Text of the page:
Kim MacPherson said while the provincial government has acted to control spending, it must do more to address the structural deficit and rise in debt.
"We're not at the point we have seen in other jurisdictions like Detroit or European countries," she told a news conference. "We do have time to take corrective action to get our fiscal house in order and prevent that level of seriousness to happen."
Last year, New Brunswick reported a deficit of $498.7 million, the sixth year in a row the province was in the red.
MacPherson said the net debt has now risen to more than $11.6 billion — a 69 per cent increase since 2006 — and equal to $15,400 for each New Brunswicker.
"This continued increase in net debt represents a very disturbing trend," she told the legislature's public accounts committee. "An even higher demand will exist on future revenue to pay past expenses."
An increase in net debt of $530.7 million has been budgeted for the fiscal year ending in March, suggesting net debt could exceed $12 billion by that time.
MacPherson said correcting the province's structural deficit will require fiscal diligence.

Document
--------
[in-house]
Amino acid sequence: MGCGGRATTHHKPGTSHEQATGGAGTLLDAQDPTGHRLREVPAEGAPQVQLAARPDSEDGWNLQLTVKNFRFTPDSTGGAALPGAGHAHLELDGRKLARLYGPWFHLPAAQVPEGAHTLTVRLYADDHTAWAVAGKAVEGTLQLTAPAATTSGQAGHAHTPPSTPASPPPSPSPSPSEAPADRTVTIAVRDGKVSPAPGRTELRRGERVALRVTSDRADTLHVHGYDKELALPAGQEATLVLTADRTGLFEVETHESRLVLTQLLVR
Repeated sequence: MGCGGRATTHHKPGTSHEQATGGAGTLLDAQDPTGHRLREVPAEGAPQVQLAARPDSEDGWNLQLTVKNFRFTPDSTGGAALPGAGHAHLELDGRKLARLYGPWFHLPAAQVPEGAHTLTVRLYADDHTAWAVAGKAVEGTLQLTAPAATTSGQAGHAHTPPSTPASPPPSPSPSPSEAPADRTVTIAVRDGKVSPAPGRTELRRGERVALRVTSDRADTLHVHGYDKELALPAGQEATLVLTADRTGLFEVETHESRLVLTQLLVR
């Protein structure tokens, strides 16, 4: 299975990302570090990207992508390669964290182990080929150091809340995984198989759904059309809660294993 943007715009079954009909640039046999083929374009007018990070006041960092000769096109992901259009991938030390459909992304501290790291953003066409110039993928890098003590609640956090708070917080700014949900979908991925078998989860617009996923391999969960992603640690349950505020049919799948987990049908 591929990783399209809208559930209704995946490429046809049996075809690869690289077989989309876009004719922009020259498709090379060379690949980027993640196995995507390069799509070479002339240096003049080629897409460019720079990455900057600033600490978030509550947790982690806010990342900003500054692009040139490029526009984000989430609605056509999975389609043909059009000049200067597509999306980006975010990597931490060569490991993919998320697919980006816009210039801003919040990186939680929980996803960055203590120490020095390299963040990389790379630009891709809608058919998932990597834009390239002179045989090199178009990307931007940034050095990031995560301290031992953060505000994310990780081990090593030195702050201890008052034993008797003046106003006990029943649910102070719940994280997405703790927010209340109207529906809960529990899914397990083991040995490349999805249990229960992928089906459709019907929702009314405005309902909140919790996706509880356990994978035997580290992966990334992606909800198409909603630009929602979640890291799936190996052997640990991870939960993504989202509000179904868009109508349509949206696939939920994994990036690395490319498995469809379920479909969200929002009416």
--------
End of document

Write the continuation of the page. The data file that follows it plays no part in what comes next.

"Expenses or services and programs need to be reduced, revenues need to be generated, or some combination of the two," she said.
The province's Liberal government has promised a balanced budget in six years and last week, it said it needs to find $500 million to $600 million in annual savings in order to meet its financial challenges.
"We're spending more than we're taking in in revenue, so we need to address this," said Finance Minister Roger Melanson. "We want to have New Brunswickers help us out as a province to find solutions."
The government has released a discussion paper and launched a series of public meetings to gather ideas in time for their 2015-16 budget.
But Progressive Conservative Leader Bruce Fitch said that's too long, and the government could be acting on ideas that the previous Tory government gathered.
He said those ideas include merging payrolls.
The auditor general also uncovered problems with the refurbishment of the Point Lepreau nuclear plant, which took three years longer than planned and cost a billion dollars more than expected.
MacPherson concluded that while the costs for the $2.4-billion project were generally reasonable, NB Power, which oversaw the refurbishment, may have lost opportunities to save money by failing to obtain competitive bids where it opted to use sole-source exemptions.
She said NB Power has agreed with 10 recommendations, which include obtaining competitive bids for all significant engineering services, even if not required by legislation to do so.
MacPherson also raised concerns in her report about the deteriorating state of capital assets such as roads, highways, schools and hospitals.
She said there should be at least a 20-year plan for maintaining assets, rather than just a year at a time or the four-year cycle of a government.
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